Unlike Liz Garbus’s film about Marilyn Monroe, she does not use subs to stand-in for the legendary artist Nina Simone. She weaves archival footage of Nina Simone, with Simone’s own narrative, in performances and interviews, with angled testimonies by Simone’s daughter Lisa Simone Kelly, and Simone’s ex-husband/producer. Simone herself is a fiction to behold, self-created from Eunice Kathleen Waymon, become “High Priestess of Soul.” Garbus takes us forward and back to learn more, creating the realization that we can only have Simone in the present via her immortal songs and recorded performances.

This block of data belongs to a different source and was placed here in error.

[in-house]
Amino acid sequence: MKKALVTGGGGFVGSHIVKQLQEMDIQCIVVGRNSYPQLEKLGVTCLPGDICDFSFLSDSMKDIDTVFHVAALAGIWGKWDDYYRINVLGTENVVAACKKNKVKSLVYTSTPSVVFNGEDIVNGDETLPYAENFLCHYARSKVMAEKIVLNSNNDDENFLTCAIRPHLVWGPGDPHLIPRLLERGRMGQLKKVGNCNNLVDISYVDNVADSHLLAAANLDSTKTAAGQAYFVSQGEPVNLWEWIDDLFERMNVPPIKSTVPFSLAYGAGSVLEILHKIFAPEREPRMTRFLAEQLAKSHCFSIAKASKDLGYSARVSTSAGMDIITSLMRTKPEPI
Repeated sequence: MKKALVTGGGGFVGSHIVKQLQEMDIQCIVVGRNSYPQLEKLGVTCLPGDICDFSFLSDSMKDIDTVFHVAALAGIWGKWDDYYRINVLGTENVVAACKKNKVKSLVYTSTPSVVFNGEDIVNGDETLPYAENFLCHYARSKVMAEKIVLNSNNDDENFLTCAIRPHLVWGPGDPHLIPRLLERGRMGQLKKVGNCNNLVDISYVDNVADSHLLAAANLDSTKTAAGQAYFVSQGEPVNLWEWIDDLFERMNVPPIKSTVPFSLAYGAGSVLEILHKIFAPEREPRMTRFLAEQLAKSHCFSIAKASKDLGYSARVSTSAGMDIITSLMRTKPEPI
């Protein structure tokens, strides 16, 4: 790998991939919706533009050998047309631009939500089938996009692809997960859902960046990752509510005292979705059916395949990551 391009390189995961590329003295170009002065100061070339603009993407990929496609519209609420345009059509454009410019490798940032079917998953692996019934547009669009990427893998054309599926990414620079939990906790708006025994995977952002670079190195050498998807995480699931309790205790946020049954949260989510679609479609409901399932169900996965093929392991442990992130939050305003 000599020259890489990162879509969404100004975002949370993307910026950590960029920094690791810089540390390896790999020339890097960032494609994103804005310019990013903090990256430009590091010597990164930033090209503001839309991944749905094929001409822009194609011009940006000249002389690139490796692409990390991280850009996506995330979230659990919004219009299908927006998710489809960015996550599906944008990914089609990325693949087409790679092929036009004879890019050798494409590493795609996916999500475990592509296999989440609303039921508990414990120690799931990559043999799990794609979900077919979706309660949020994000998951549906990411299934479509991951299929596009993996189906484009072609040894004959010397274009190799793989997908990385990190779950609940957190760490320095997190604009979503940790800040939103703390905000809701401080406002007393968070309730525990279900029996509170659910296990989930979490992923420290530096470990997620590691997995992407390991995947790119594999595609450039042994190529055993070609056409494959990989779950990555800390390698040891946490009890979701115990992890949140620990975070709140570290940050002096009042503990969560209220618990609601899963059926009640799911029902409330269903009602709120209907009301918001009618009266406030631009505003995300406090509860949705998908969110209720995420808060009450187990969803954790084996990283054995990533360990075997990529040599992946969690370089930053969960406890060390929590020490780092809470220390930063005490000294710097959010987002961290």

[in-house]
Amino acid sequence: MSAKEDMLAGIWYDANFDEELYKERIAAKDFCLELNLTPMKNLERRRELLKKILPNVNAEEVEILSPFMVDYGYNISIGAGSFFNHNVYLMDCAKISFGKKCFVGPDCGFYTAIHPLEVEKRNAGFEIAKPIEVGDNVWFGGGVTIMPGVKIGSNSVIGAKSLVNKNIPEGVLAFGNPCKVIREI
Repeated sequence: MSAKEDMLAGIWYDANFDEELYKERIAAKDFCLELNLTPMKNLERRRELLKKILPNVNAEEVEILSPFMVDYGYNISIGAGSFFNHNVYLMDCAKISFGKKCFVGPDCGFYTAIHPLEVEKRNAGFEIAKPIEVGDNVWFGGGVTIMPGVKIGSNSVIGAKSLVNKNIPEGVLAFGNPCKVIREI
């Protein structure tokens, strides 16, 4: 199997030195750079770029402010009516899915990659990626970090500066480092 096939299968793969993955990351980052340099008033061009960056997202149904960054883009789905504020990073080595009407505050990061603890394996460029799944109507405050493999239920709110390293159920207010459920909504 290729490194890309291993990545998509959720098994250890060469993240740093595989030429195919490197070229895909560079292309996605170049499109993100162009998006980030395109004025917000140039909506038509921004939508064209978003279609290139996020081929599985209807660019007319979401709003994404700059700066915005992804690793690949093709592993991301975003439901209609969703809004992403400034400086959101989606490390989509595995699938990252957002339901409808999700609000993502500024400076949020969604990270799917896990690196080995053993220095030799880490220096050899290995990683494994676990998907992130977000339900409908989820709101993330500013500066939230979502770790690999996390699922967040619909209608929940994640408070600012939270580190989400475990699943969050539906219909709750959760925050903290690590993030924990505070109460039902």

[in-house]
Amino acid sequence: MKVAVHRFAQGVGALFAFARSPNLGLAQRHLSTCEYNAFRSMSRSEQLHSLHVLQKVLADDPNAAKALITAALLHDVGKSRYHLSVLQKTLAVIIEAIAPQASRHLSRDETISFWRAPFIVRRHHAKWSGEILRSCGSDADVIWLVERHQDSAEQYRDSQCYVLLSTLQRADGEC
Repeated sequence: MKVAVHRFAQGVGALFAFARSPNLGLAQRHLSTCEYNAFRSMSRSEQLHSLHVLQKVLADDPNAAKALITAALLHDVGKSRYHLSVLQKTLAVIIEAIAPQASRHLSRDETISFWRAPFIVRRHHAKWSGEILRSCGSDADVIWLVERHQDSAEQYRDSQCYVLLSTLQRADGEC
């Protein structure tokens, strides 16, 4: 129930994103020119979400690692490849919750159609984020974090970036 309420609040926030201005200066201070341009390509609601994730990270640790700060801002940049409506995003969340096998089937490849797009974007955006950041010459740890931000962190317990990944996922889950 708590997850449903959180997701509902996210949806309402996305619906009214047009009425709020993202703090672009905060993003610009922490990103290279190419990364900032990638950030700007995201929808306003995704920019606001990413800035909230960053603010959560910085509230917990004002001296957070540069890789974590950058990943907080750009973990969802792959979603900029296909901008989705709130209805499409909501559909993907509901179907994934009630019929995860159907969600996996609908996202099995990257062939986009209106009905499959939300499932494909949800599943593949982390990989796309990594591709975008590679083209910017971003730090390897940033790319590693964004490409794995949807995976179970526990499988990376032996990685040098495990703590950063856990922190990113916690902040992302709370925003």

Like Love, Marilyn, What Happened Miss Simone? focuses a lot on Simone’s worklife, via the interviews, performance footage, and regards the creation of her songwriting. Simone suffers a lot in her life, her success hard won, lost and regained, but to what end? It is a stunning, startling, haunting, sorrowful, illuminating, and triumphant portrait of the artist. Simone created herself real and then can’t uncreate herself. She moved among great friends, among them Lorraine Hansberry, James Baldwin, and Martin Luther King, most of whom were gone in her later life. We can’t see everything about her time in Liberia, which seems to regenerate her after she leaves her abusive husband. We can’t see everything about her King Lear-like loss of bearings that seems 360 degrees from her essential successes, destitute in Paris, the very city that should have upheld her, and then it did. She started working again, with the help of persons and pills, that may have in some ways taken the live wire out of her, and left her neutral, to work, though without her usual fire and soulful brimstone. The archival footage is, even as a seasoned Simone fan, footage that no one would have ever seen before. It is pieced together such that we get the impact of each part of Simone’s life, the consequences of her success and the way life never let up for her. She was as strong and true to herself as she could be. Lisa Simone Kelly does not pull punches, since Simone neglected and may have abused her, but she clearly reveres her mother’s talent, and refers to her as a genius. She gives her due honor with love’s intention true. What Happened Miss Simone? is also about the people that stepped in to help her and those who hurt her. Sometimes Simone herself stepped out and who could blame her? It is a riveting documentary of a persona that one feels is still here, and one values her music all the more, knowing the trajectory of what happened, and how it imprinted her songs, how they were written, and who she was writing them for. Simone wrote her songs for, as she said, “my people.” She wrote “To Be Young, Gifted, and Black” for Lorraine Hansberry. She wrote the four girls killed in a Mississippi Church in “Mississippi Goddamn!” If only Simone were here to write about this year’s shooting in Charleston, South Carolina, and a song about “Black Lives Matter”. She wrote about all the injustices she lived through or witnessed firsthand; she wrote directly to her politics and she lost commercial currency on that choice. She handed what she felt back to us, and like it or not, she provided us with the medicine, the freedom of her songs. What happened in her life was what happened to her songs. Simone lives in the throbbing heart of music history. Given time on a desert island, I’d still only take Nina Simone’s music.